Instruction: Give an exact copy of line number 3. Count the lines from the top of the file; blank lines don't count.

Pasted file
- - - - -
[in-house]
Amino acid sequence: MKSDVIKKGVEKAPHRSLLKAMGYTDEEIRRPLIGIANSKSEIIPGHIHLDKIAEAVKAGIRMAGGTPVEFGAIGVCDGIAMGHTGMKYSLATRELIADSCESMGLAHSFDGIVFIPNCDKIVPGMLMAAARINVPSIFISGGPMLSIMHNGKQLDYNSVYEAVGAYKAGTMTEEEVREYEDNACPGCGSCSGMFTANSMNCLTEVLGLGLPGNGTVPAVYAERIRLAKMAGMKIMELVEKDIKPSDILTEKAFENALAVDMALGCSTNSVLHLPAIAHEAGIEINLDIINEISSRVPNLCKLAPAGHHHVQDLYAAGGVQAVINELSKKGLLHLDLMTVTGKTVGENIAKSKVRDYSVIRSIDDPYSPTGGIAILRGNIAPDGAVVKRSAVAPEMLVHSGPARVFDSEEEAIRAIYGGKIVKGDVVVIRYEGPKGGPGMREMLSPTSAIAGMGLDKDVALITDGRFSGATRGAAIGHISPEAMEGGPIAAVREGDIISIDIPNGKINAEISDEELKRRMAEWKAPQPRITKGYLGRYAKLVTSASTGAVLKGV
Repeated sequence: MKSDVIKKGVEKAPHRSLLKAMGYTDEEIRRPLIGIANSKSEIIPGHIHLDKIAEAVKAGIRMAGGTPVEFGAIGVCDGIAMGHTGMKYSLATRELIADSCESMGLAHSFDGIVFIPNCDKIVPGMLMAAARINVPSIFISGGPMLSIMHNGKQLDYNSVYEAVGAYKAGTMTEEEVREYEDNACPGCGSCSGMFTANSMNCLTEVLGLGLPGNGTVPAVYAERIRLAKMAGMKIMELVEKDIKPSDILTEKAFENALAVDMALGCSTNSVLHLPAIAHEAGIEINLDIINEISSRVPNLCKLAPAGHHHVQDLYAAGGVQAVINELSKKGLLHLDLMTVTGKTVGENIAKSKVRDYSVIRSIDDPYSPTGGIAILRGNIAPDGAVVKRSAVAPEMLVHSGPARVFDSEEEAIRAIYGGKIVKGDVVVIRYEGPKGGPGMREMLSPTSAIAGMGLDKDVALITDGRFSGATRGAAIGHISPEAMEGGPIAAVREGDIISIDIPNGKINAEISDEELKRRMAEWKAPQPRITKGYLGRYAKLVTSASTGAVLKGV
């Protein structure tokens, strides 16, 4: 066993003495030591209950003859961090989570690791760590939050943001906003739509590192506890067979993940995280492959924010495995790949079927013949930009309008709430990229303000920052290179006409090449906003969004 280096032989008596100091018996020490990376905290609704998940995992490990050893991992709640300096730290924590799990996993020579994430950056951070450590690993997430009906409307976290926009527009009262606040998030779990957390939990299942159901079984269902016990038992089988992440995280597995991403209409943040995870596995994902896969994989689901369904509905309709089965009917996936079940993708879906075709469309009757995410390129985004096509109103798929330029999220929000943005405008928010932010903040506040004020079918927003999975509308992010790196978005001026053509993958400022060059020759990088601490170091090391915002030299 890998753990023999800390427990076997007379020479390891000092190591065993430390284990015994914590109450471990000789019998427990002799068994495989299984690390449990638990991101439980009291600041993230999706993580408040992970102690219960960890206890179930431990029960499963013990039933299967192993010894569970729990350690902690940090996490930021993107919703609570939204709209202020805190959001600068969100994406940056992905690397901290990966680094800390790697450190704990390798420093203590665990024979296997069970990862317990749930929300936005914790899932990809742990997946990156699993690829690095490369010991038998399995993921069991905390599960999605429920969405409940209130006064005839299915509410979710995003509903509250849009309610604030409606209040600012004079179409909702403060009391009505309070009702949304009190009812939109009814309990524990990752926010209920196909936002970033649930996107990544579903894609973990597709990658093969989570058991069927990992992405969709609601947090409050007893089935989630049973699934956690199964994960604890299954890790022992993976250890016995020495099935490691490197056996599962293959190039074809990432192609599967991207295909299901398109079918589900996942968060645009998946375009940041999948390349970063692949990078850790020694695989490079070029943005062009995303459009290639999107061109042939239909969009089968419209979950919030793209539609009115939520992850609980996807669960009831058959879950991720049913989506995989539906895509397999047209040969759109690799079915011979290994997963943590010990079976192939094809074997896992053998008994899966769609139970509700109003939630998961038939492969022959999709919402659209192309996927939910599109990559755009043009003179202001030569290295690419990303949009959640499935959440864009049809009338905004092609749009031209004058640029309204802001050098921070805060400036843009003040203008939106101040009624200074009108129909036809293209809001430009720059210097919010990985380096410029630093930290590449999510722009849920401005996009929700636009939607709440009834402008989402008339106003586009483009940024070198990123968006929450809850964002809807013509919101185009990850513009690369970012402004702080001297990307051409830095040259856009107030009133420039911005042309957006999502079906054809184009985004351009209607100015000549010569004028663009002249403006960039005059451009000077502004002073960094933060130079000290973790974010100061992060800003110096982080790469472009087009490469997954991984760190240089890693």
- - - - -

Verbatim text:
Repeated sequence: MKSDVIKKGVEKAPHRSLLKAMGYTDEEIRRPLIGIANSKSEIIPGHIHLDKIAEAVKAGIRMAGGTPVEFGAIGVCDGIAMGHTGMKYSLATRELIADSCESMGLAHSFDGIVFIPNCDKIVPGMLMAAARINVPSIFISGGPMLSIMHNGKQLDYNSVYEAVGAYKAGTMTEEEVREYEDNACPGCGSCSGMFTANSMNCLTEVLGLGLPGNGTVPAVYAERIRLAKMAGMKIMELVEKDIKPSDILTEKAFENALAVDMALGCSTNSVLHLPAIAHEAGIEINLDIINEISSRVPNLCKLAPAGHHHVQDLYAAGGVQAVINELSKKGLLHLDLMTVTGKTVGENIAKSKVRDYSVIRSIDDPYSPTGGIAILRGNIAPDGAVVKRSAVAPEMLVHSGPARVFDSEEEAIRAIYGGKIVKGDVVVIRYEGPKGGPGMREMLSPTSAIAGMGLDKDVALITDGRFSGATRGAAIGHISPEAMEGGPIAAVREGDIISIDIPNGKINAEISDEELKRRMAEWKAPQPRITKGYLGRYAKLVTSASTGAVLKGV